Self-made success, achieved together. How and why the DIYbio community engages in DIYbio projects and what makes them successful
Voort, Thomas van de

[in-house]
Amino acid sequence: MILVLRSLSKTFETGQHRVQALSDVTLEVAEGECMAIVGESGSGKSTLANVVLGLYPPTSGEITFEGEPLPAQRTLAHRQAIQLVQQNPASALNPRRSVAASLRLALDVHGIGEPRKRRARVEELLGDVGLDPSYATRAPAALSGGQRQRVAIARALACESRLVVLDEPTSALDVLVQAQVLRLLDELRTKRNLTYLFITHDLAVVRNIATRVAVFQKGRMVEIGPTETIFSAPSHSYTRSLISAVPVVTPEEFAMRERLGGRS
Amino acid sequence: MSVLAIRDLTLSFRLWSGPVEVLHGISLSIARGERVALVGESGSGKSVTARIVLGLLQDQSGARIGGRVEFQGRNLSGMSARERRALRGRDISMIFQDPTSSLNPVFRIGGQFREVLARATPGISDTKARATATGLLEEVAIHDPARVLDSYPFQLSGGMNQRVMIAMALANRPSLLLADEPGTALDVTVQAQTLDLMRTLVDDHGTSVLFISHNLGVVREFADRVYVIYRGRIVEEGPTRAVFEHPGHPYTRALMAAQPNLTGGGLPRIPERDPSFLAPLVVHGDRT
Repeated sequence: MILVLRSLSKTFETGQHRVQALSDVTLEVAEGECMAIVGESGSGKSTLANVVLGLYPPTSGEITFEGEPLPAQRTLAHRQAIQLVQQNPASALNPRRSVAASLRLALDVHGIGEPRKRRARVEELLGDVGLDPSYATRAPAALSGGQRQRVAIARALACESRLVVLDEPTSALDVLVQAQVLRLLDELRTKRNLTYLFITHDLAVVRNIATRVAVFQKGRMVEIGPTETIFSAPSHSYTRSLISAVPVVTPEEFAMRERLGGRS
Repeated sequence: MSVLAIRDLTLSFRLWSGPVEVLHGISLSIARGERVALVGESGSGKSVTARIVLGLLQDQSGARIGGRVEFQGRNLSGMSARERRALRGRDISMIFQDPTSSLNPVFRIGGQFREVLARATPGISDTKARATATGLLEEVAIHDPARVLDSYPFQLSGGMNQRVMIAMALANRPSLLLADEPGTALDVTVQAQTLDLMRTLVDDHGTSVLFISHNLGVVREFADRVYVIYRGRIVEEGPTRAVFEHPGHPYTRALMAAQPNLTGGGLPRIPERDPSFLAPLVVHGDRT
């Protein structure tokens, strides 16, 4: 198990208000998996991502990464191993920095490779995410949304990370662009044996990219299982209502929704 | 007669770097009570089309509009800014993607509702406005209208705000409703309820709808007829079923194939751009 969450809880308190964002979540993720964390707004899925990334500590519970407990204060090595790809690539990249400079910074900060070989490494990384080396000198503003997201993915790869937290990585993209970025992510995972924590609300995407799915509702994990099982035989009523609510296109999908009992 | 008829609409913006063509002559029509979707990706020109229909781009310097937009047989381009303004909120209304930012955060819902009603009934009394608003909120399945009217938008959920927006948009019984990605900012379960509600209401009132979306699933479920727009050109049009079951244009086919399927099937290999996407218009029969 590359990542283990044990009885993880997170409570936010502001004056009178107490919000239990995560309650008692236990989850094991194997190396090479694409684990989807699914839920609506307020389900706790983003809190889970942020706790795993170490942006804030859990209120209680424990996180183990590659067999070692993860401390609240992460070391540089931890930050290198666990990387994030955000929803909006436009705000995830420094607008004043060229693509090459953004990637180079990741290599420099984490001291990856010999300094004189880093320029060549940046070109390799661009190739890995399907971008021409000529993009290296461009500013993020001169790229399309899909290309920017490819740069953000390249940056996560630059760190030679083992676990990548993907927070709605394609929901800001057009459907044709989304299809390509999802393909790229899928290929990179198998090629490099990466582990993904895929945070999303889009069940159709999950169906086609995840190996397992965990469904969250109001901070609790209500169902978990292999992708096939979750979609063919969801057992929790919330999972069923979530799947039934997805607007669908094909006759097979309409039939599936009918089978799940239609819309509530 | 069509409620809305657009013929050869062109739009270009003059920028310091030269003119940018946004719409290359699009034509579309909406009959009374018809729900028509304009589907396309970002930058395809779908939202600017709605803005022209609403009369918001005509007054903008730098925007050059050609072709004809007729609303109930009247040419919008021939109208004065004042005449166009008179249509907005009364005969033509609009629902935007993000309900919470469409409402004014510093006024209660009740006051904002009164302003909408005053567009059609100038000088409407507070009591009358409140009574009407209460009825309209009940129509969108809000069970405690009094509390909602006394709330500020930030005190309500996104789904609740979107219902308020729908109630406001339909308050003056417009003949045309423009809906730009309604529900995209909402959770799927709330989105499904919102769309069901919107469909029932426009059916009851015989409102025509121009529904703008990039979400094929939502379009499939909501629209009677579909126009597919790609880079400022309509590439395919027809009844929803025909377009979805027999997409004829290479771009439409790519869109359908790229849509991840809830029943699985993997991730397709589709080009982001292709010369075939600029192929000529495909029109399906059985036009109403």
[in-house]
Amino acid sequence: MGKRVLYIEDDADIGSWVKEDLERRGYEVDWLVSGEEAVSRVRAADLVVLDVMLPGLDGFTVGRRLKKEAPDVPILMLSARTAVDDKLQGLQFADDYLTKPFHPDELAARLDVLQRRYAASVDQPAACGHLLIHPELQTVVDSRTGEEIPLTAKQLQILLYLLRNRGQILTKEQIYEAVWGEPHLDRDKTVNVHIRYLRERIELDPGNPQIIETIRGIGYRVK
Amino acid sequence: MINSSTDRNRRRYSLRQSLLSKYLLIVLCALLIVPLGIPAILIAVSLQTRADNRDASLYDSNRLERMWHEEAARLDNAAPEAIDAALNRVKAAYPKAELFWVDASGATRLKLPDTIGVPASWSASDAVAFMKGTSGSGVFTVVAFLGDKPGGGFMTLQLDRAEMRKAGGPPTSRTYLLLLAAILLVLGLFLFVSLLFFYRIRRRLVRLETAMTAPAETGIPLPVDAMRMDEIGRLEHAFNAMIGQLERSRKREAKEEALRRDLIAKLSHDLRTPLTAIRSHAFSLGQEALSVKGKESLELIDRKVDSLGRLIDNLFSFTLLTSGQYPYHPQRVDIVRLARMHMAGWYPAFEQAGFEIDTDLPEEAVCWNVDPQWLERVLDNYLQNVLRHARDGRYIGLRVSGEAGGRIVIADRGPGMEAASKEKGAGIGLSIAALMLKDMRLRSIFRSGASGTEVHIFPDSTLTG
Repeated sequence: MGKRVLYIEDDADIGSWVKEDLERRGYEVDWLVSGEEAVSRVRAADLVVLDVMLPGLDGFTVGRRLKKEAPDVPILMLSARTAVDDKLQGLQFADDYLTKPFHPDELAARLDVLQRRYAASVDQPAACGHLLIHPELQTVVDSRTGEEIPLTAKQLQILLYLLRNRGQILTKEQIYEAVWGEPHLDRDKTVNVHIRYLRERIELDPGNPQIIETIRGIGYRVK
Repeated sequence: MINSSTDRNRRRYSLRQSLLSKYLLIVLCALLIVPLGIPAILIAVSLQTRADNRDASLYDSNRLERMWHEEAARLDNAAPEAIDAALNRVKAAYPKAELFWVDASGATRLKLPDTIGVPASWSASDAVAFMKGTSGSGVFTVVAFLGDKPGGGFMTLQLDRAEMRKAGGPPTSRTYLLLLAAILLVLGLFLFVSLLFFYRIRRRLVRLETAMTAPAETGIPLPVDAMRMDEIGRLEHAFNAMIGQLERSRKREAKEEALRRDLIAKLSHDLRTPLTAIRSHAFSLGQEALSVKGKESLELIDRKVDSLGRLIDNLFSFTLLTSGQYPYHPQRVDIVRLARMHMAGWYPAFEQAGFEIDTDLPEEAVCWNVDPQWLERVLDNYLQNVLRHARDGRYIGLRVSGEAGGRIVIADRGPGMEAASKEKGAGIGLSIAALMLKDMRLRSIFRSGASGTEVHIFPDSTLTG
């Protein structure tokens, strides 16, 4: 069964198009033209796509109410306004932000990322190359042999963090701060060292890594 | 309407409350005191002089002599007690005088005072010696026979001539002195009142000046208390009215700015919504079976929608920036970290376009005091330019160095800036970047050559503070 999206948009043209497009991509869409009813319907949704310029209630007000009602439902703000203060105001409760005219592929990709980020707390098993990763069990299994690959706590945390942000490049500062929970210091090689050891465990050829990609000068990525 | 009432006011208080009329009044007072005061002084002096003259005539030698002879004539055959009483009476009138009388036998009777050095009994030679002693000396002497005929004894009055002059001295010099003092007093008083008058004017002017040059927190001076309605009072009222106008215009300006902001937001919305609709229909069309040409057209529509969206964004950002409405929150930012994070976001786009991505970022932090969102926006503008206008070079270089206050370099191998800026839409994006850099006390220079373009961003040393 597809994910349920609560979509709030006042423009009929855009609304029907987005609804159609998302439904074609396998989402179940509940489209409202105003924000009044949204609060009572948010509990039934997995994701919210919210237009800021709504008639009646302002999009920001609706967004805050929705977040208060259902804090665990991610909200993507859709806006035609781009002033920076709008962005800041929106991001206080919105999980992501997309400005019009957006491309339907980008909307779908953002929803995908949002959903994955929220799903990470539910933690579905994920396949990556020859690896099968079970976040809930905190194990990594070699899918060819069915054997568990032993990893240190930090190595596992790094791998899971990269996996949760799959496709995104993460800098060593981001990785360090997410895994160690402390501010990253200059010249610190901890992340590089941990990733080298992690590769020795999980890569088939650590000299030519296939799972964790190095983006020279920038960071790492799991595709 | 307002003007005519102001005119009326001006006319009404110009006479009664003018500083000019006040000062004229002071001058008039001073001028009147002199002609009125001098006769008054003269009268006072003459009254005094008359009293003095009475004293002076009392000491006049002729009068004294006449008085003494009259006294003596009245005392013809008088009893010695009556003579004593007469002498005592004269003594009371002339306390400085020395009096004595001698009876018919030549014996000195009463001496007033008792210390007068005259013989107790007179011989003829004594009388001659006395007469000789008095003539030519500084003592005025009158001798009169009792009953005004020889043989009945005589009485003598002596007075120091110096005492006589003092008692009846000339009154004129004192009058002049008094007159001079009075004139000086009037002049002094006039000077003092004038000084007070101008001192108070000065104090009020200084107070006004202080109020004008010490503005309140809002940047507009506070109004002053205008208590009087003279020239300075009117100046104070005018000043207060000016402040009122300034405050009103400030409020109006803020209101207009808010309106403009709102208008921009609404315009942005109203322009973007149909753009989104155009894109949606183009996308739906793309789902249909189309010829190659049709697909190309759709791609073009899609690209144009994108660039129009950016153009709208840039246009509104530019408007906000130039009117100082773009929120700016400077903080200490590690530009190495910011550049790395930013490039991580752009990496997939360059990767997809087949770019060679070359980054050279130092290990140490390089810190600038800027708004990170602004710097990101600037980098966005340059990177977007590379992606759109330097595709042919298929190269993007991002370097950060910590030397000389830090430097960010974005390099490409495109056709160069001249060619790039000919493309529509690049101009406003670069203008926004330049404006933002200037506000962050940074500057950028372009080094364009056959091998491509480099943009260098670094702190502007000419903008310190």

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In order to solve complex sociotechnical challenges scientific research is moving to a more democratized and socially distributed state. Synthetic biology is one of the fields in which one such movements has started, called the Do-It-Yourself-Biology (DIYbio) community. Cheaper equipment, communication technologies and automation of DNA sequencing and -synthesis increasingly allow DIYbiologists to start experimenting in self-made labs. The DIYbio community can be classified as a user community engaging in open, collaborative innovation projects, but it is unclear what makes these projects successful. This research therefore first investigates how and why the community members engage in DIYbio projects and then what characteristics make projects successful. User innovation and user community literature is used, along with literature on project success. Six characteristics are hypothesized to influence DIYbio project success: regulation, technology and market as industry specific factors and leadership, knowledge diversity and funding as project specific factors. To find out the motivations of DIYbiologists, 9 interviews with community, project, startup and lab leaders from over the world were conducted, transcribed, coded and analyzed. To find out what makes DIYbio projects successful, a survey was conducted among the DIYbio community with a response of 32. Ordinary Least Squares regression was performed in R to uncover possible relationships between the six independent variables and project success, supported by qualitative data of the interviews. Differences in how and why DIYbio is done are found between the US, EU and countries in Africa, South-America and Asia and between technology-oriented people and bio artists. The groups are connected through dissatisfaction with their jobs, a degree of activism, the urge to seek like-minded people, experimenting in their free time and an entrepreneurial mindset. A DIYbio project cycle from new to successful projects in relation to regulation, technology and market is created and key activities to enable DIYbio project success are defined based on interview data. In the regression analysis, the variable knowledge diversity is proven to have a positive significant relationship with project success. The different identified groups in the DIYbio community have different relationships to the six project characteristics because of their different motivations and cultures. The six project characteristics all have an influence on project success, but the exact relationships are more complex than a positive linear relation. The results are reflected on and compared to user community literature based on Open Source Software which unveils differences between the two communities.